And perhaps there is a problem with primary schools in December. Mary, Angel Gabriel and the Narrators have a month of centre stage and glorification. Plenty of other children sit bored round the edges, grateful only that spelling and numeracy appear to have been forgotten for the time being. I always have a quiet admiration for the bored, disinterested children in school plays. There is a hint of stubborn rebellion in their yawns and infernal fiddling.

And, I only recently found out, many of the boys feel acute horror at wearing a dress. It genuinely never occurred to me that four and five year old boys would be upset by their biblical tunics. In our school it wasn't so bad for the reception class who put on the Nativity. But the whole of my daughter's class was cast as the "Night Sky" and girls and boys alike were allocated a long navy silk "tunic" and a sequinned blue bolero. My daughter couldn't believe her luck. Many of the boys came in that morning in tears.

Yet, however you're cast, the Nativity Play is an abiding memory for most of us. I admire wholeheartedly the attempts of brave primary schools trying to do something a little different, but it's difficult to beat the tears and tea towels of the traditional Nativity.

Note 5: The Christmas Bookshelf

One of our family's favourite Christmas books, The Nativity Play, captures its subject to perfection.* Tracy, the angel, feels beautiful in her sheet and halo but wonders why she doesn't have a magic wand. The other angels torture their audience with their recorders. One of the shepherds waves at his Dad. It's a subtly witty little picture book that young children will love and identify with at this time of year.

This year we have found another Nativity bedtime treat in Nicholas Allen's Jesus' Christmas Party, the story of a grumpy Innkeeper struggling to sleep as a parade of visitors, a blinding light and an exulting angelic chorus descend on his outhouse. Nicholas Allen wrote almost all of my children's favourite books which, with titles like Father Christmas Needs a Wee, The Queen's Knickers and Cinderella's Bum, may say something about my children.

Note 6: Our retro Western Kerchiefs

Whatever happened to the Cowboy Carol? It was the hands down favourite when I was at school and even had the back end of the donkey joining in. Our "Wild Horses" and "Coyote" kerchiefs are the perfect stocking fillers for spirited cowboys and little girls who are bored of mermaids and princesses. Illustrated, printed and hand sewn in Great Britain, they feature quirky, perfectly vintage designs by children's book illustrator, Marion Lindsay. You have until midnight tomorrow (Wednesday, 11 December) to get 15% off any of our Kerchiefs (and with free P&P on all UK orders until Christmas). When shopping, use the discount code "Kerchief15" to grab your Christmassy discount.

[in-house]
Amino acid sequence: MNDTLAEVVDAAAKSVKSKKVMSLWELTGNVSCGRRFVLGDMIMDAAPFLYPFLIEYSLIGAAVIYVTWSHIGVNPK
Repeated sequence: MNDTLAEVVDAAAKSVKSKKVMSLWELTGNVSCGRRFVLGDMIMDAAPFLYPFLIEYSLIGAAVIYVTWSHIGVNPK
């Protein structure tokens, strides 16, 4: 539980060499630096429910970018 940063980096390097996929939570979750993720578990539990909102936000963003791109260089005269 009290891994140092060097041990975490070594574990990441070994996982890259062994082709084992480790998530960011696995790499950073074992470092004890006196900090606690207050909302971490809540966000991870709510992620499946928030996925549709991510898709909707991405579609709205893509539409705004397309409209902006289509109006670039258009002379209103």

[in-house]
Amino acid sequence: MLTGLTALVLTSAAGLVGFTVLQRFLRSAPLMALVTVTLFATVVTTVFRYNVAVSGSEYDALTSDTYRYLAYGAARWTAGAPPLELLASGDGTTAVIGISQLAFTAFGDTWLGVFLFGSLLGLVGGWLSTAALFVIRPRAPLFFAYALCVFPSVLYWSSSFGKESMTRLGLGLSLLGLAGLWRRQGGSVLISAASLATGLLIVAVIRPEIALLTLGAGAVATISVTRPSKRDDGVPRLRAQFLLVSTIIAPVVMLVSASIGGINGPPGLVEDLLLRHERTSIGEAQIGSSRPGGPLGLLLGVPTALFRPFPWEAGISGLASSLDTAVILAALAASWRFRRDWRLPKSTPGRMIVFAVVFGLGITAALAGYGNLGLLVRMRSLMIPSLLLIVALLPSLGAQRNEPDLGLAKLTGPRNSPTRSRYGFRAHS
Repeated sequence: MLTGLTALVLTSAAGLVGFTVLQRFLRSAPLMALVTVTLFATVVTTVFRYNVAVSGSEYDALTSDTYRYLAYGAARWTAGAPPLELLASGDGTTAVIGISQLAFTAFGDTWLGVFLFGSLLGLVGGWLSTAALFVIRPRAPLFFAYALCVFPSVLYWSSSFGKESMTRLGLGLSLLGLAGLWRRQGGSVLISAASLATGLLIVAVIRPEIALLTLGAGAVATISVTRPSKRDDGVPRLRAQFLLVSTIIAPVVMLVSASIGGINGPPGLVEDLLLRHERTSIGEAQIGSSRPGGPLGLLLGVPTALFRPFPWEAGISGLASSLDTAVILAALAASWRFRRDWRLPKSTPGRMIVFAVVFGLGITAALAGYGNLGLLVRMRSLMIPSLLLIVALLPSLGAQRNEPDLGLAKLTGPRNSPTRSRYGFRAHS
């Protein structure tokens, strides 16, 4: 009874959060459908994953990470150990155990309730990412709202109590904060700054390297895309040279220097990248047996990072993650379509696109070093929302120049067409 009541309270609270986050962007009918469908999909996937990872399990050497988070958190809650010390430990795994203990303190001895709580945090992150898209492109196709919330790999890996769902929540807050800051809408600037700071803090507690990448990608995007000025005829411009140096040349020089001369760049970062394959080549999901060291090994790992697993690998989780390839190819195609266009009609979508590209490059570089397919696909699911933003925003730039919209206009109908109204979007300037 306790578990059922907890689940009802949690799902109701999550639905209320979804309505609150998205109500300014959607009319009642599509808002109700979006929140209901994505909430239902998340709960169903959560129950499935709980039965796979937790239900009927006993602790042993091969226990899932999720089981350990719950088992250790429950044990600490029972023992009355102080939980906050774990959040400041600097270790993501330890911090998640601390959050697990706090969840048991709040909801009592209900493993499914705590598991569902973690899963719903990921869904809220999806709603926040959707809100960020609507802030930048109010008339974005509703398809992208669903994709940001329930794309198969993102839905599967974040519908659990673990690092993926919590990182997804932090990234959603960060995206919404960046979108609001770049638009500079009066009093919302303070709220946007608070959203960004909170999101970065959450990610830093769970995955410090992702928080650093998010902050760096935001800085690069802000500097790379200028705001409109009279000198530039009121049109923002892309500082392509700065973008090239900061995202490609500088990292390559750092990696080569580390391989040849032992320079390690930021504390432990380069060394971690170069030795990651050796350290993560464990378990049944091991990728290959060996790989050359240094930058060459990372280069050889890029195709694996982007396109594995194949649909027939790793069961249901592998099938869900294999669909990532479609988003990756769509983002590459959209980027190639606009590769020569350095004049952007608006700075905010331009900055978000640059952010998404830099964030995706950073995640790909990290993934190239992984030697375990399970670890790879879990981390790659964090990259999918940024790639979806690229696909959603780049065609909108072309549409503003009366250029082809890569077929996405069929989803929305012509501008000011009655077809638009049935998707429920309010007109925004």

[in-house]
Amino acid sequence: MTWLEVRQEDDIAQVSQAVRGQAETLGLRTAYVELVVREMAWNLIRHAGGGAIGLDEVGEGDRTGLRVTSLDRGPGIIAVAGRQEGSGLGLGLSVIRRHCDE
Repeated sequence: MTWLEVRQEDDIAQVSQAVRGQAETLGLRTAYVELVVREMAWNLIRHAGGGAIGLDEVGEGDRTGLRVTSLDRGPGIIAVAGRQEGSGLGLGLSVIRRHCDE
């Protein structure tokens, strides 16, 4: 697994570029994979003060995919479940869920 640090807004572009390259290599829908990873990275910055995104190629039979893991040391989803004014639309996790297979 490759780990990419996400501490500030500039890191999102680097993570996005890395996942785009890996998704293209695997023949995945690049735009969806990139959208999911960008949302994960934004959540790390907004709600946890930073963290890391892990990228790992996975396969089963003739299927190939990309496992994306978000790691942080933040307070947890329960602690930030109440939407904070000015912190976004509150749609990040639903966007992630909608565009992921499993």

* The Nativty Play incidentally is by Nick Butterworth and Mick Inkpen who need no introduction (Kipper, Wibbly Pig, Percy the Parkeeper). Mick Inkpen also wrote Lullbyhullabaloo, which you don't often hear mentioned, but which is one of the very best children's books we own.

Photo credits:  Nativity cartoon by 

Notes on a Grubbies Christmas...Advent calendars, the Radio Times and the Prairie dress

Note 1: Advent Calendars

Children love the slow build of Christmas. So much of the magic is in the anticipation. Not the mince pies in Tescos in September. That's just a spoiler. But in our house, from 1 December, we start getting Christmassed.*

It all begins with the advent calendars propped up against the cereal boxes on 1 December. I never cease to be amazed at how exciting our i-padded, i-playered children find opening little numbered windows every morning. It's the first thing they do when they get downstairs and they queue up to show me what Christmassy little picture they have found. [Note that it's a good little learning tool as well. Number recognition practice for the little ones, a neat lesson in perseverance for all ages.]

Of course advent calendars have rather come on since we were young. Nowadays, there are four categories: The Traditional, The Chocolate, The Ostentatious and The Homemade. We've dabbled with all of them but have returned firmly to the first camp (yes I know, humbug). This year we have three on the go, all thoughtful gifts from Great Aunties. Each child has a perfectly vintage little calendar with a nativity scene, glitter and slightly obscure little drawings behind each window. Usually made in Germany, my favourite type of advent calendar. To be found in charity stores and those little Church shops in the City.